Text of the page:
Here is one of the ancient documents dating to 1950 bce at Beni Hassan tombs in Middle Kingdom Kemet. It is a great document of the nature of the Beige-Aryans’ initial immigration into Black lands. It shows the immigration of the beige-aryans (whom the Kemetics referred to as Namu or “dwellers of barren land”) at the top being let into Lower Kemet by the African race (underneath, i.e., supporting them) in order to eat and gain nourishment. This was not a scene of powerful Asiatics coming in to overcome mighty Kemet. The only might the Beige-Aryans had was in their cunning deceit and tricknology when they came in hungry yet used their hosts’ compassion against them. Know your history Afrakan.

Hiccup and Astrid dancing at their wedding (using Stoick and Valka’s dance as a reference) :)

your blue and baby pink zig-zag phone cover is not aztec.
your short shorts with the patterned pockets are not aztec.
your fingernail designs are not aztec.
your laptop case is not aztec.
your hipster, photoshopped pictures of you posing, dramatically, in a field or a desert or wherever;
is definitely not aztec.

you know what is actually aztec? multiple ethnic groups of central mexico. the nahuatl language is aztec. the archaeological remains of tenochtitlan are aztec. 

here, if you’re being ridiculous and offensive to cultures that have been oppressed and stepped on for centuries, you can expect to be called out on it. 

your cute and hipster patterned knick-knacks are institutionalized racism.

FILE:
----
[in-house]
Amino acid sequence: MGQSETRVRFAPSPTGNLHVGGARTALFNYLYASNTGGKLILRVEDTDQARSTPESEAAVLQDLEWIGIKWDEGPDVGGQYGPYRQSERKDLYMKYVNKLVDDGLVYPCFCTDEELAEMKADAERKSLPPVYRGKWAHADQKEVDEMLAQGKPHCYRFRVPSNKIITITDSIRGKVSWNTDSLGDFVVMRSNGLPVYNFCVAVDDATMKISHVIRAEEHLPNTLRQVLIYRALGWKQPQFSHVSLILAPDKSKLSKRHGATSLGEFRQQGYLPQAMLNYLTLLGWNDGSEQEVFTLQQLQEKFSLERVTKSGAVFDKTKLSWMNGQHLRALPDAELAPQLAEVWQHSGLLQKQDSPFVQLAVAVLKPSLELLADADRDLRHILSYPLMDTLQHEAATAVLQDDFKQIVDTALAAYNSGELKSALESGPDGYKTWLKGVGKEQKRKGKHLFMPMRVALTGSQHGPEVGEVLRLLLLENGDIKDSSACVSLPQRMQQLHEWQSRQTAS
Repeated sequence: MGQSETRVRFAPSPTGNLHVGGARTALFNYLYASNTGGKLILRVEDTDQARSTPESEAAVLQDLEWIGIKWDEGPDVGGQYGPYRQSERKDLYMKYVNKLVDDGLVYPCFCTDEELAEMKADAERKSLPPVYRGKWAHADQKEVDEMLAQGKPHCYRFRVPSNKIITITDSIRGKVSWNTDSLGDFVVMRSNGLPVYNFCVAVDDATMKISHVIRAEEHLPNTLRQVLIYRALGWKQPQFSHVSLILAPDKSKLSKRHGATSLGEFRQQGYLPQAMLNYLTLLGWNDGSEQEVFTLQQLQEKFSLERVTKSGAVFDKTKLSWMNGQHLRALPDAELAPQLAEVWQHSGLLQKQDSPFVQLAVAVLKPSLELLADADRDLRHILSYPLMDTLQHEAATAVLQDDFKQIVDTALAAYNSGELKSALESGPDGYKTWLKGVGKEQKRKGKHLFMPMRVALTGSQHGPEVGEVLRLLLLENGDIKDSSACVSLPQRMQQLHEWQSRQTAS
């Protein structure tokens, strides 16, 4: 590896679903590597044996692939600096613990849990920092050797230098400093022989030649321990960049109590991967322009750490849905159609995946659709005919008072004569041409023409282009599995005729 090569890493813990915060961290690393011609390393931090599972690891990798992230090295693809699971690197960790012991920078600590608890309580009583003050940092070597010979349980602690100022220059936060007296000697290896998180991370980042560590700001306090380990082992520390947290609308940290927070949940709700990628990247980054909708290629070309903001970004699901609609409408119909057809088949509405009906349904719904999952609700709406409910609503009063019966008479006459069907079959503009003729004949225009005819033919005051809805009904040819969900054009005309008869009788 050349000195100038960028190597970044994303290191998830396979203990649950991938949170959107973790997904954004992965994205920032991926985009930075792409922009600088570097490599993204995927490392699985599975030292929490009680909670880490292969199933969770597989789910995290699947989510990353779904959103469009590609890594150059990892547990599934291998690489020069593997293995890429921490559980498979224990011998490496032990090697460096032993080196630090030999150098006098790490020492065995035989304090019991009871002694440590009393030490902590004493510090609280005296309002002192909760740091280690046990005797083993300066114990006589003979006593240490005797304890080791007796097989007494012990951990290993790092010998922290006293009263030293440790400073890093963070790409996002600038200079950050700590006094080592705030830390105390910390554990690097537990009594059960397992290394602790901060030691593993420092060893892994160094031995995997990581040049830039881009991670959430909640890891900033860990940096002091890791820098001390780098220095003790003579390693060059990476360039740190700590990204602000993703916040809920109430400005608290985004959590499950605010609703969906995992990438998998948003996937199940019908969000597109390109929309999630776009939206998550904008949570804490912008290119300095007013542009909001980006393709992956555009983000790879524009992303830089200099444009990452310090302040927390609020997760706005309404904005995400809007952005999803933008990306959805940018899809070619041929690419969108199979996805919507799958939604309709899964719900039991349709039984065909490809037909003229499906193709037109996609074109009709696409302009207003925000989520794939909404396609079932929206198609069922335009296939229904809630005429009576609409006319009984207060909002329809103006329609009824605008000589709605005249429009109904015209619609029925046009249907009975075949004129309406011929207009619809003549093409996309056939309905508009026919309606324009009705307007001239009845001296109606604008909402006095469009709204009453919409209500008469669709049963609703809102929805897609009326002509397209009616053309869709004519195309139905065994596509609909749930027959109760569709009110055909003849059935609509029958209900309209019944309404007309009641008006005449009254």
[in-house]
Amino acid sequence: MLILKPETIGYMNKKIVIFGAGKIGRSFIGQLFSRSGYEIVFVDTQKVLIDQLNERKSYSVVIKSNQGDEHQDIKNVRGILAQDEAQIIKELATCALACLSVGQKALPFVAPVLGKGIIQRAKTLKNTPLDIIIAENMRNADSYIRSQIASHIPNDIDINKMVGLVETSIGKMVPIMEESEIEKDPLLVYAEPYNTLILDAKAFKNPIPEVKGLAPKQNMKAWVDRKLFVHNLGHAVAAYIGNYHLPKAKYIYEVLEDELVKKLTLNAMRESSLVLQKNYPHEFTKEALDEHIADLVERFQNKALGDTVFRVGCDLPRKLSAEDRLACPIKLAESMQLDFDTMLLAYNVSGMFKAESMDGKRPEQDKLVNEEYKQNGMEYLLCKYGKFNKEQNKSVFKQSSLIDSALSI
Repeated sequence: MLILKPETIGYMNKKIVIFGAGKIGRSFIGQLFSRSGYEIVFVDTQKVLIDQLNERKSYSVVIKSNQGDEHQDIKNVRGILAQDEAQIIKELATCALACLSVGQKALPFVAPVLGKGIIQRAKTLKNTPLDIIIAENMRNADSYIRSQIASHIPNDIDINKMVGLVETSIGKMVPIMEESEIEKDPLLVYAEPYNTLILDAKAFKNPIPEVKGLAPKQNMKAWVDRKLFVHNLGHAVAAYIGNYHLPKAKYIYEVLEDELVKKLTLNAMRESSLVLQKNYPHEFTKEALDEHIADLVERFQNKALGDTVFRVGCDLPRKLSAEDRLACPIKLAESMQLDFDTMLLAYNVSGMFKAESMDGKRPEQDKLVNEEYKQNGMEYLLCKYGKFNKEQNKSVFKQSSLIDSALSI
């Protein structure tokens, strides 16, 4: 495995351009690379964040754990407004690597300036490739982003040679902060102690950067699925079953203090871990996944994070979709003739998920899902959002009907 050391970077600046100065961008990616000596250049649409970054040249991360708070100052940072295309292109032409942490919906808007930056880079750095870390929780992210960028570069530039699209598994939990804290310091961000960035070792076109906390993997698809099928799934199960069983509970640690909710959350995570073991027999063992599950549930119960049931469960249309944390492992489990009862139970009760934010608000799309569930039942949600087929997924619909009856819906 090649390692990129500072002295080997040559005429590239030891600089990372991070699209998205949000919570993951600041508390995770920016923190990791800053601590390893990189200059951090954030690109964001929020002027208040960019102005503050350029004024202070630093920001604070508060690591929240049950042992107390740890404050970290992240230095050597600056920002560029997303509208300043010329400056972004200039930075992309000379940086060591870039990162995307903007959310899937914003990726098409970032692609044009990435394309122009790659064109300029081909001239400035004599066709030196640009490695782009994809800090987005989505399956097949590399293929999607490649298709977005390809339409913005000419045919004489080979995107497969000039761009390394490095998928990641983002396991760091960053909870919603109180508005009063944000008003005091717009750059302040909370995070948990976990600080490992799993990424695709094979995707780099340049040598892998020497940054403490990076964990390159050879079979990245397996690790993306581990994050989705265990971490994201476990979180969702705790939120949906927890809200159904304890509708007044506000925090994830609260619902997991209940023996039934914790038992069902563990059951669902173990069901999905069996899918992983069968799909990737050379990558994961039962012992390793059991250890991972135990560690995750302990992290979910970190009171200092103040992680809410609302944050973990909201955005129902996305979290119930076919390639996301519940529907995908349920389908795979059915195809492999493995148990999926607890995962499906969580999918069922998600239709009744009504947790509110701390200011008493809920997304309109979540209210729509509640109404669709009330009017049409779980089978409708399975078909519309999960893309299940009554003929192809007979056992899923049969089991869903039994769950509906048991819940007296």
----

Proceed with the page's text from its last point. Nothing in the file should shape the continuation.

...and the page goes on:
trendy, ethnic prints; mass produced roxy ripcurl,
hip native american colors. patterns. 
of symbolism. of ancient wisdom. but, where the natives at? 
you are vultures on our culture. capitalize and mass produce prints,
that you do not understand.
you exploit our painted roots. 


sincerely, 
a mescalero apache and opata indian that to this day still wonders how her ancestors managed to squeeze her between the cracks of this fucked up genocide land;
that spread the legs of her ancestors and raped them of their culture. 
white male supremacy patriarchy land. aztlan. treaty of guadalupe hidalgo.
la raza. arizona. anaheim. illegal alien. racism. rape. 
ghost dance. 
wounded knee. 
i spit on your gentrified streets.  

4

#actual overprotective jealous softhearted puppy hyunsoo #the fact is i will never get over his character #never in the history of nevers #he could have been played by a bald fat guy for all i know and i’d still love him #asshole little whiny bitch that loves his best friend more than he loves himself#and this is one of my favorite scenes just because #he’s so into keeping his promise to byunghee and he wants jihyuk to keep the promise as well #because he knows that if jihyuk fails with byunghee it’d hurt as fuck #and hyunsoo doesn’t want jihyuk to get hurt #also hyunsoo is still secretly 12 and is not into girls yet #only the fairytale princess from the lord of the rings kind of girls #i love the ‘don’t change your tune later or i’ll beat the crap out of you’ line #because he actually keeps that promise #because he thinks jihyuk has failed with them and with the band and with HIM #’people who stir trouble always have a reason’ YES YOU WOULD KNOW WOULDN’T YOU HYUNSOO #i just love him so much #sob #bye

Watch on knowledgeequalsblackpower.tumblr.com

Quick Video | Dr. Martin Luther King Jr. Killed by the Authorities

 

Video about the 1999 Civil Rights trial filed by the King family and an overview of the evidence and why you may not know about it.

9

Black History: Slave Narratives (Part 2)